Is it possible to get two STDs at once?
You can catch an STD if you have sex or any kind of sexual contact with an infected individual and you don’t use a condom. Unfortunately, it’s possible to have two or more STDs at the same time. This will usually happen if you’ve had multiple sexual partners since your last STD test or if you sleep with someone who already has two STDs. In this blog, we take a look at the scenarios where this could occur and discuss how to prevent or treat a dual infection.
How do you catch multiple sexually transmitted infections?
If you have sex with someone who has a sexually transmitted infection you are at risk of catching it, especially if you don’t use a condom. This is still the case if you already have a different STI.
Multiple STIs will usually be caught as a result of infrequent STD testing by either you or the person that you’re sleeping with. Getting tested regularly identifies STDs as they arise, enabling you to treat them effectively.
How do you know you have two STDs?
Many STDs show very similar symptoms, which means it’s hard to know whether you’ve been infected by more than one STD. Some common STD symptoms that could be caused by multiple conditions include:
- Burning/painful sensation during urination.
- Unusual vaginal bleeding
- Odd-smelling vaginal discharge
- Discharge from the penis
- Swollen lymph nodes in the groin
Even worse than that is the fact that many STDs are often asymptomatic. Take chlamydia as an example, which only shows symptoms in 50% of men and 25% of women on average. This means that you’re unlikely to know you have chlamydia without regular testing in between sexual partners.
Getting tested for multiple STDs
You will only know if you have multiple STDs by testing for multiple conditions. Individual Tests will only show the STD that they test, whereas Profile Tests will test for as many as 11 conditions at one time.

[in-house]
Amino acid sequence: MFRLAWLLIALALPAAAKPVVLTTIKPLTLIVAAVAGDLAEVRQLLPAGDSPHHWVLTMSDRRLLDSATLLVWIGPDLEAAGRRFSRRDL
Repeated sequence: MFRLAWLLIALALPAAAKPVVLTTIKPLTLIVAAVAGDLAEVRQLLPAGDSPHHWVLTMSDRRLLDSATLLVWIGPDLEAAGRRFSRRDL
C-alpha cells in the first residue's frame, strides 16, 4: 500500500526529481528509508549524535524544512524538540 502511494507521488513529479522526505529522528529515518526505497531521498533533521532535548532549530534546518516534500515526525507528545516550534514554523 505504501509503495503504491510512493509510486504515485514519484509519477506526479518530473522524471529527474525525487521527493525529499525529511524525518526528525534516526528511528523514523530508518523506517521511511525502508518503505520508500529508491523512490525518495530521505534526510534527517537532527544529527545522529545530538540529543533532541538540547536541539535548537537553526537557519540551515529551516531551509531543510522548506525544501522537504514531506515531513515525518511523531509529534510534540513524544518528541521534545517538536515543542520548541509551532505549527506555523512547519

If you are exposed to one STD, then you are likely exposed to any STD so a more comprehensive profile test is always the best way to establish if you have multiple infections.
You should get tested if you have had unprotected sex with someone new for the first time, if you notice symptoms similar to those above or if someone you have slept with in the past has told you that they have an STD.
It’s also worthwhile getting tested once a year as a precaution to ensure your long term sexual health.
To get tested, you will usually have to visit a clinic or you will receive a home test kit. This will usually involve a urine sample collected by you and a blood sample either collected by a nurse or collected using a finger prick sample. You may also be required to provide a swab sample.
Your Sexual Health has a wide range of Profile Tests available as postal, clinic or home visit tests.
How are two STDs treated at the same time?
Treatment varies depending on the STD or combination of STDs that you have contracted. Bacterial conditions (chlamydia/gonorrhoea/syphilis) are usually easily treated through a course of antibiotics, but many viral STDs including herpes, HIV and hepatitis cannot be completely cured.
If someone is infected by two bacterial STDs at the same time, the GP who is treating you may opt for one course of antibiotics or he may elect a combination of antibiotics. Retesting for both STDs will usually be required once the course of treatment is complete, if the infection is still present another course of antibiotics can be prescribed.
If someone is infected by both bacterial and viral STDs, the treatment usually differs greatly. The bacterial STD will be treated through antibiotics, whilst treatment for any viral infection will usually focus on managing symptoms or reducing the viral load.